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RealDiehl's Comment
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Today was my last day with US Xpress. I gave my notice 5 weeks ago and for the past couple weeks my account manager has been calling me every few days and asking me to reconsider. I have mixed feelings about leaving. On the one hand I'm excited to start my new job, on the other, I feel a little guilty about leaving this one. My account manager was such a nice man. He was generous with compliments and always expressed his appreciation when I did some extra things to help him out. I'd pick up trailers from different locations and bring them back to the yard or to our terminal in Shippensburg. Either on a day off or before or after my scheduled run. If a driver forgot to fill his reefer before dropping it, he'd ask me to go on duty early and take it to the truck stop to get it filled before I picked up. On several occasions, he'd call me on short notice and ask if I could do an unscheduled run to cover for another driver who was sick or had mechanical issues. I never said no. He called me his go-to driver and even gave me the handle that I use on this site (my last name is Diehl by the way). I don't consider myself an above average driver. I think that will be made apparent when I go back over the road at the end of this month. My clock management skills have not been tested in many months. My talent lay in being available and willing to do anything my manager asked me to do...and doing it with a positive attitude. It goes to show you that hustling for your dispatcher or fleet manager , etc. and having a good attitude is one good way to establish yourself in this business.

After saying goodbye to my account manager, his boss called me and tried to talk me into staying. I explained my reasons for leaving and told him how much I enjoyed working with everyone on the account. He thanked me for finishing out my notice period (I guess some drivers give notice and leave before their stated date) and assured me I'd be eligible for rehire if I ever wanted to return. Then he told me a driver placement representative was going to call and tell me about some other driving jobs/accounts with US Xpress that I might be interested in. I thanked her for calling me and told her that I was already committed to - and had a start date - with my new company.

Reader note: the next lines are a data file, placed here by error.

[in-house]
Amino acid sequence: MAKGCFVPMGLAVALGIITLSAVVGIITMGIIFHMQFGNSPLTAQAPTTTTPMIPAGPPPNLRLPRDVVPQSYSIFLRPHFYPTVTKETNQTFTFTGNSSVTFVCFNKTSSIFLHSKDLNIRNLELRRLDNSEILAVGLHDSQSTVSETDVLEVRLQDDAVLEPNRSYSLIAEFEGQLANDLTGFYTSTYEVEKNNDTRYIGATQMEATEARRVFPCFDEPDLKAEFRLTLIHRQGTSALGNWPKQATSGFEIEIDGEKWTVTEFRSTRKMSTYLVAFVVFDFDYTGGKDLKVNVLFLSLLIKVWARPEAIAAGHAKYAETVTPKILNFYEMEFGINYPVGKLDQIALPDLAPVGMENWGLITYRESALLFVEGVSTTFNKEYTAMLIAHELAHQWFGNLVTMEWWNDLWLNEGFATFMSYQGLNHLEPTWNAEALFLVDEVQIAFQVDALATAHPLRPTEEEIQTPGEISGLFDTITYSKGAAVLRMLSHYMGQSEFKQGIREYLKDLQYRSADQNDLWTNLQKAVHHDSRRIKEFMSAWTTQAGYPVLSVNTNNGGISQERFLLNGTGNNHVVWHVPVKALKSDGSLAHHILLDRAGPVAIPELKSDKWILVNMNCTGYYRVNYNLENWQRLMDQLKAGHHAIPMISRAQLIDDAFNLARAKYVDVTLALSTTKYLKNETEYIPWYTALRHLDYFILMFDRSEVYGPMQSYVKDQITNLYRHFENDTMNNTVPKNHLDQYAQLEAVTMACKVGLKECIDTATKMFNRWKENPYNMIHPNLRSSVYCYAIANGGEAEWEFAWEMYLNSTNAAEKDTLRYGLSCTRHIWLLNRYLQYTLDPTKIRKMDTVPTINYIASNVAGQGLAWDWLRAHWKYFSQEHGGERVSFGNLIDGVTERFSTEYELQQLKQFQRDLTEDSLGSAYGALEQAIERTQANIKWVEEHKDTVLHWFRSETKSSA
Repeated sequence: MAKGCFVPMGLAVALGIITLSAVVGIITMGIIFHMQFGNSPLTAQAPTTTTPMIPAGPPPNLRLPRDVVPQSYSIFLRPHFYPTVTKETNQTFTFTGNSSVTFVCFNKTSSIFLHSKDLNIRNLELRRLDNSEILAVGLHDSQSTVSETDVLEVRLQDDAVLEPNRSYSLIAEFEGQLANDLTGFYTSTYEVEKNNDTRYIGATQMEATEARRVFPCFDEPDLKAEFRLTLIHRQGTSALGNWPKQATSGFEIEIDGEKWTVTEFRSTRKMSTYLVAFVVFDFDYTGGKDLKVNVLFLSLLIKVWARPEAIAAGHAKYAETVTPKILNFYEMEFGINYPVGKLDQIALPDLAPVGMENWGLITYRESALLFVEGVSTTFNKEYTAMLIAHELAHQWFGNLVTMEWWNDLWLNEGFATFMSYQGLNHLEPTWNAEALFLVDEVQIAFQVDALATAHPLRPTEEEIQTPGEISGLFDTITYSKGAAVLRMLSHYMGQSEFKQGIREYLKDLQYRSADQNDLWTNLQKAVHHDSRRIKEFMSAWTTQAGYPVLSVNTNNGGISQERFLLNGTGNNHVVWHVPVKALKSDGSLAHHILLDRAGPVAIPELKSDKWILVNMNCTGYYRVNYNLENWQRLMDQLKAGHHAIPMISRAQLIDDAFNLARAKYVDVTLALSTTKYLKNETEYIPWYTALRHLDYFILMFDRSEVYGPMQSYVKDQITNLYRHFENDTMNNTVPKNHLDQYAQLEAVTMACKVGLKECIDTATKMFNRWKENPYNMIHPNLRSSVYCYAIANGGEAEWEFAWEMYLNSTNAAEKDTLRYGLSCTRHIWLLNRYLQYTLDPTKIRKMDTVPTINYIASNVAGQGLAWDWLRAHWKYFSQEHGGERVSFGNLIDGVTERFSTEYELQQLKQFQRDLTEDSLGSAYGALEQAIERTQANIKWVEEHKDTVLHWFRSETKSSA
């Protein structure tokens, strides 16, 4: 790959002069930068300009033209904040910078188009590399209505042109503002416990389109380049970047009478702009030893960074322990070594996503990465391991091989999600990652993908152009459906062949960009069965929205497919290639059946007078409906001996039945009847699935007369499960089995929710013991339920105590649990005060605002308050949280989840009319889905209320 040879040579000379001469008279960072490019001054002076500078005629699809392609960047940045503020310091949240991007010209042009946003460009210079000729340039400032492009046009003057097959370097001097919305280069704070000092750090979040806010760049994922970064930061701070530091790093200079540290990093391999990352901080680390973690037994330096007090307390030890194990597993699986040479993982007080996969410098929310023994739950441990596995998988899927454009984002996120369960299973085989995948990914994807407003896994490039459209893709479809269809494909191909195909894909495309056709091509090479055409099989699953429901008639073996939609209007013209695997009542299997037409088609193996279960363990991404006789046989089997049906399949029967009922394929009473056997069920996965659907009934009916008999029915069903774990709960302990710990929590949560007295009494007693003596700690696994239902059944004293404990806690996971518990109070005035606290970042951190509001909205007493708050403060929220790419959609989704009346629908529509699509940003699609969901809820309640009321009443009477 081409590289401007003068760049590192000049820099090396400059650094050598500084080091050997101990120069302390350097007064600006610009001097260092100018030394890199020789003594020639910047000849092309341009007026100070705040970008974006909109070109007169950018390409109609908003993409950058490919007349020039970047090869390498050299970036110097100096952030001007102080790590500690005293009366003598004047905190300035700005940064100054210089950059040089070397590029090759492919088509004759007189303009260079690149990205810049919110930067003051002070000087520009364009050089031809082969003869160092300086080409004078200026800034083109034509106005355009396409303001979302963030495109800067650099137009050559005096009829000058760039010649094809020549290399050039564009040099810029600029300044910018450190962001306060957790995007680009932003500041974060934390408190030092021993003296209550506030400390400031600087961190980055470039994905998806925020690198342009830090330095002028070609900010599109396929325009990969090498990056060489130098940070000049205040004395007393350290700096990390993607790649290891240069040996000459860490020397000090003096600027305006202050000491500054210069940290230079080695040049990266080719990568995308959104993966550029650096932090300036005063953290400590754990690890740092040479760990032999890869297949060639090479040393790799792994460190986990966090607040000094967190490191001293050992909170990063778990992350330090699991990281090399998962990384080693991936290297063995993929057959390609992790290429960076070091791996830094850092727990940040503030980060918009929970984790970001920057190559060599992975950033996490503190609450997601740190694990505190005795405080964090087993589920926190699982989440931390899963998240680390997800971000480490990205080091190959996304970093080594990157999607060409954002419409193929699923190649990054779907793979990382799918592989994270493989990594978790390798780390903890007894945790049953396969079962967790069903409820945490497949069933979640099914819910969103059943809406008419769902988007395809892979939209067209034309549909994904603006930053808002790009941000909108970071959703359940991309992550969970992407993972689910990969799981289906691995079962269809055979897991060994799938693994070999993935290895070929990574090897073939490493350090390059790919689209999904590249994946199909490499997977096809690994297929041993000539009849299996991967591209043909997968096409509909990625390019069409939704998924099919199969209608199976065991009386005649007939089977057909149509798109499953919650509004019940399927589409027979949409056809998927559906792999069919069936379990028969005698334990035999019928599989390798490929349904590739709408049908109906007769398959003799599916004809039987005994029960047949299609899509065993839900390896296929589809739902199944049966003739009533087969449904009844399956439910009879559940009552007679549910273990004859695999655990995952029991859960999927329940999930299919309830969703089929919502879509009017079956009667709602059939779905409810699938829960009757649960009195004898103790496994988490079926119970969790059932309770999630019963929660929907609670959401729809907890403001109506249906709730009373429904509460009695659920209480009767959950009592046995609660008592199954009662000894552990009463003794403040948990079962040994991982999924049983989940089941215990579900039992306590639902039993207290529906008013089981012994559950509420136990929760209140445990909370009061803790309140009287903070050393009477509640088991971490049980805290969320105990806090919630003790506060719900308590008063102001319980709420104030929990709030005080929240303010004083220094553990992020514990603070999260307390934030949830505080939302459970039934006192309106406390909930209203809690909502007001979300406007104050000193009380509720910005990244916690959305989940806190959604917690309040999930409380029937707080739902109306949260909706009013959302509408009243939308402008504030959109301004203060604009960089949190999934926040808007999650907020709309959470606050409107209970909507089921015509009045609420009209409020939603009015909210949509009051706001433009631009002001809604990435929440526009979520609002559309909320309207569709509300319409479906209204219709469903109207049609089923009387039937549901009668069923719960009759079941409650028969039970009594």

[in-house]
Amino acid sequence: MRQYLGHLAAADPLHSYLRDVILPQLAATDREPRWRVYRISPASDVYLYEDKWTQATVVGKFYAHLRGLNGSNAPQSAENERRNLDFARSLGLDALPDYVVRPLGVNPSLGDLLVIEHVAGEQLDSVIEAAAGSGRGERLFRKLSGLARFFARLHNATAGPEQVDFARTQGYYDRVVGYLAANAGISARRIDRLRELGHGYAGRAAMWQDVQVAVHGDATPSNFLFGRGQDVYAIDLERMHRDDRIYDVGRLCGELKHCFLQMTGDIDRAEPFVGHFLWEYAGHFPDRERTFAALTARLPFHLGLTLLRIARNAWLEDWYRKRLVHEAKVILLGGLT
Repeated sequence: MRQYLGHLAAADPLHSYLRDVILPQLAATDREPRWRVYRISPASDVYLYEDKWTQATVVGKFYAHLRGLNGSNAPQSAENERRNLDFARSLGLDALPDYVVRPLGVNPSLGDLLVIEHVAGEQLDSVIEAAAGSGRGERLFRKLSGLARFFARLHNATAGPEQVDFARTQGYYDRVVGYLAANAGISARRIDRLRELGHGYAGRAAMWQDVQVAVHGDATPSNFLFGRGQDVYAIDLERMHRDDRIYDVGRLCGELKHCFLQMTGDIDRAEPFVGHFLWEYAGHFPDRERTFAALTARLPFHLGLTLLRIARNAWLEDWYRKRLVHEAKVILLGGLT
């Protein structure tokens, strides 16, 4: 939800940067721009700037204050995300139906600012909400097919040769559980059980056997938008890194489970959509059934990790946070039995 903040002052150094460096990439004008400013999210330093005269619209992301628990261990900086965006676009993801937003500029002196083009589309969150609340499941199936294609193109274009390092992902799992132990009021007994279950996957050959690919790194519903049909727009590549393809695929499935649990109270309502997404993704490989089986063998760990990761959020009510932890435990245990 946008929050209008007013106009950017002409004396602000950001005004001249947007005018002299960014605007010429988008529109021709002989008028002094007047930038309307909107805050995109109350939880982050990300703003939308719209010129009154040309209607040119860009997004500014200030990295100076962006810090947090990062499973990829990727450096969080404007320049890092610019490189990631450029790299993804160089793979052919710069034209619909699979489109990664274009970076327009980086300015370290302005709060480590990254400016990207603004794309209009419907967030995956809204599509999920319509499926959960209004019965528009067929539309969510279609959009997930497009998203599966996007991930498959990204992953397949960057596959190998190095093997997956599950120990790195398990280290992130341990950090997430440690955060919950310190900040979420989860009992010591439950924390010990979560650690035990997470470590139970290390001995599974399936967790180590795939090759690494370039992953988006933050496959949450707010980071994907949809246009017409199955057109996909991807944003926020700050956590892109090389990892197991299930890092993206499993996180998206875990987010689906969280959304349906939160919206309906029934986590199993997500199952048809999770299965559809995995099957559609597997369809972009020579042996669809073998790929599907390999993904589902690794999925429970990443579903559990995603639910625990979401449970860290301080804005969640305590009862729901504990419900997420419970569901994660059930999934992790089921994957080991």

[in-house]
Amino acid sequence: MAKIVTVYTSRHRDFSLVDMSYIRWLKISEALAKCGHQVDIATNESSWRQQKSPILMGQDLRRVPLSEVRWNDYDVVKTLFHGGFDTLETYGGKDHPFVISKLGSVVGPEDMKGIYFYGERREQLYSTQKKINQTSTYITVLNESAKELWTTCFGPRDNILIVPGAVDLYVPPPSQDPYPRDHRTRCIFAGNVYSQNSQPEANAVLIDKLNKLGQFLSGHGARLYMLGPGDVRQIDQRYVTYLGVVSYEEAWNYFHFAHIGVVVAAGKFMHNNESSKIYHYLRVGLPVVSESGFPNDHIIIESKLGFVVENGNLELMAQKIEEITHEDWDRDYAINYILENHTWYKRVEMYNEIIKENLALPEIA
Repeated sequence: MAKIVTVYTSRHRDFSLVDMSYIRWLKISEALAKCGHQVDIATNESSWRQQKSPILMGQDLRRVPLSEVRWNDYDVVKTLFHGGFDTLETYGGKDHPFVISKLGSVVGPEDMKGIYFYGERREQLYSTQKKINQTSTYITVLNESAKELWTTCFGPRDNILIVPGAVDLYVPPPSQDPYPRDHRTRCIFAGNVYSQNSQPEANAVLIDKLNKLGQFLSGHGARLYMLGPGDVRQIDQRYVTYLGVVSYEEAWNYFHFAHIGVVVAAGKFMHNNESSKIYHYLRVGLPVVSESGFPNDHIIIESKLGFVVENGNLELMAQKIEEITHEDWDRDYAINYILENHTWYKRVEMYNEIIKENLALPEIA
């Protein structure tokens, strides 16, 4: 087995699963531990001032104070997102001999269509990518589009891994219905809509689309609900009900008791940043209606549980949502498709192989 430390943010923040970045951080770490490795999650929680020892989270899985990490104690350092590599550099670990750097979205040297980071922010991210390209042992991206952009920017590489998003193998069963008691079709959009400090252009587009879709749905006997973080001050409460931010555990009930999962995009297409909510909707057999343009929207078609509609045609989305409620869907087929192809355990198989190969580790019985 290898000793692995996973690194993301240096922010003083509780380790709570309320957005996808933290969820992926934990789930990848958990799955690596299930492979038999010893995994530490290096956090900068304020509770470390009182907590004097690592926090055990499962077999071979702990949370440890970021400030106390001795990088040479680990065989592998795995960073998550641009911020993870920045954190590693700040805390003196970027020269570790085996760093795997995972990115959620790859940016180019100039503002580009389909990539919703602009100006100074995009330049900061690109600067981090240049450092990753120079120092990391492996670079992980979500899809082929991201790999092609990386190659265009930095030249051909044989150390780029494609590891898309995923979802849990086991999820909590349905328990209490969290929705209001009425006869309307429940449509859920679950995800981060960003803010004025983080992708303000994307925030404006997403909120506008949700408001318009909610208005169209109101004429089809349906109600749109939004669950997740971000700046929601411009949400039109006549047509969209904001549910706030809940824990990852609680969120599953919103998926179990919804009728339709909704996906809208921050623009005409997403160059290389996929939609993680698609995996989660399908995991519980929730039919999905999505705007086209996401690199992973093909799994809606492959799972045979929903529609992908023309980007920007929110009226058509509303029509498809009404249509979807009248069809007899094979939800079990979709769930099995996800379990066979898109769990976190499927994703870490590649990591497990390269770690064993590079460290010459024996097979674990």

I guess I'm posting this update because I'm full of nervous energy right now and more importantly - as I mentioned above - I think it's important to establish a reputation for a strong work ethic and good attitude from the moment you start this career. Even if you make some mistakes at first, if you learn from them and keep doing your best, you will be appreciated!

Now I have two full weeks off. I haven't had more than 40 hours off in a row since April. It will be nice to relax...

Terminal:

A facility where trucking companies operate out of, or their "home base" if you will. A lot of major companies have multiple terminals around the country which usually consist of the main office building, a drop lot for trailers, and sometimes a repair shop and wash facilities.

Over The Road:

Over The Road

OTR driving normally means you'll be hauling freight to various customers throughout your company's hauling region. It often entails being gone from home for two to three weeks at a time.

Dispatcher:

Dispatcher, Fleet Manager, Driver Manager

The primary person a driver communicates with at his/her company. A dispatcher can play many roles, depending on the company's structure. Dispatchers may assign freight, file requests for home time, relay messages between the driver and management, inform customer service of any delays, change appointment times, and report information to the load planners.

Fleet Manager:

Dispatcher, Fleet Manager, Driver Manager

The primary person a driver communicates with at his/her company. A dispatcher can play many roles, depending on the company's structure. Dispatchers may assign freight, file requests for home time, relay messages between the driver and management, inform customer service of any delays, change appointment times, and report information to the load planners.

Reefer:

A refrigerated trailer.

EPU:

Electric Auxiliary Power Units